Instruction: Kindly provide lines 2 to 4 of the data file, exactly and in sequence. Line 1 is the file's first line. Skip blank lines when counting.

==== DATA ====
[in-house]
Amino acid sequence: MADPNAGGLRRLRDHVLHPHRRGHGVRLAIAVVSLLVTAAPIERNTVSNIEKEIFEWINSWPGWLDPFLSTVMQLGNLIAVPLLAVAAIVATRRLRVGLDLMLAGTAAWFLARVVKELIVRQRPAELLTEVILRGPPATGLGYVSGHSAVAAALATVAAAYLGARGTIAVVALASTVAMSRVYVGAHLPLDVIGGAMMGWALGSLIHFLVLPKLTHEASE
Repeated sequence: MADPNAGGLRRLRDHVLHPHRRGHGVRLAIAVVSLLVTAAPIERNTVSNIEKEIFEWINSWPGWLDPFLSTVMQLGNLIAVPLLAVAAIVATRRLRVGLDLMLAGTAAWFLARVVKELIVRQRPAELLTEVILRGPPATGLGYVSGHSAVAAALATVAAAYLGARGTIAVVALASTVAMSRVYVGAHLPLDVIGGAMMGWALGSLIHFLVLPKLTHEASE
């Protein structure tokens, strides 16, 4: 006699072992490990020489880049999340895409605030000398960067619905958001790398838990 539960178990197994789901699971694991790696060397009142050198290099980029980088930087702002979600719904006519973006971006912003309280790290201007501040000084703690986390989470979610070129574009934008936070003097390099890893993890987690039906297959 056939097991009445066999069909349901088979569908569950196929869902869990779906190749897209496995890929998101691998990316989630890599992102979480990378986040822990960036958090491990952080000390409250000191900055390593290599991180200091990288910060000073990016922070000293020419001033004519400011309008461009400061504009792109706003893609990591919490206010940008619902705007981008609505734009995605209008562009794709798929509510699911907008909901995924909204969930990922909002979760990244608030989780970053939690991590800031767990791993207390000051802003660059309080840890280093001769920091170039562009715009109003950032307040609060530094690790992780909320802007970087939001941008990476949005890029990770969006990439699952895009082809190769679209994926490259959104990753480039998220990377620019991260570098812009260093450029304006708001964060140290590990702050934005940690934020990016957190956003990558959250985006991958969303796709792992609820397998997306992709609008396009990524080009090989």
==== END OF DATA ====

Amino acid sequence: MADPNAGGLRRLRDHVLHPHRRGHGVRLAIAVVSLLVTAAPIERNTVSNIEKEIFEWINSWPGWLDPFLSTVMQLGNLIAVPLLAVAAIVATRRLRVGLDLMLAGTAAWFLARVVKELIVRQRPAELLTEVILRGPPATGLGYVSGHSAVAAALATVAAAYLGARGTIAVVALASTVAMSRVYVGAHLPLDVIGGAMMGWALGSLIHFLVLPKLTHEASE
Repeated sequence: MADPNAGGLRRLRDHVLHPHRRGHGVRLAIAVVSLLVTAAPIERNTVSNIEKEIFEWINSWPGWLDPFLSTVMQLGNLIAVPLLAVAAIVATRRLRVGLDLMLAGTAAWFLARVVKELIVRQRPAELLTEVILRGPPATGLGYVSGHSAVAAALATVAAAYLGARGTIAVVALASTVAMSRVYVGAHLPLDVIGGAMMGWALGSLIHFLVLPKLTHEASE
């Protein structure tokens, strides 16, 4: 006699072992490990020489880049999340895409605030000398960067619905958001790398838990 539960178990197994789901699971694991790696060397009142050198290099980029980088930087702002979600719904006519973006971006912003309280790290201007501040000084703690986390989470979610070129574009934008936070003097390099890893993890987690039906297959 056939097991009445066999069909349901088979569908569950196929869902869990779906190749897209496995890929998101691998990316989630890599992102979480990378986040822990960036958090491990952080000390409250000191900055390593290599991180200091990288910060000073990016922070000293020419001033004519400011309008461009400061504009792109706003893609990591919490206010940008619902705007981008609505734009995605209008562009794709798929509510699911907008909901995924909204969930990922909002979760990244608030989780970053939690991590800031767990791993207390000051802003660059309080840890280093001769920091170039562009715009109003950032307040609060530094690790992780909320802007970087939001941008990476949005890029990770969006990439699952895009082809190769679209994926490259959104990753480039998220990377620019991260570098812009260093450029304006708001964060140290590990702050934005940690934020990016957190956003990558959250985006991958969303796709792992609820397998997306992709609008396009990524080009090989």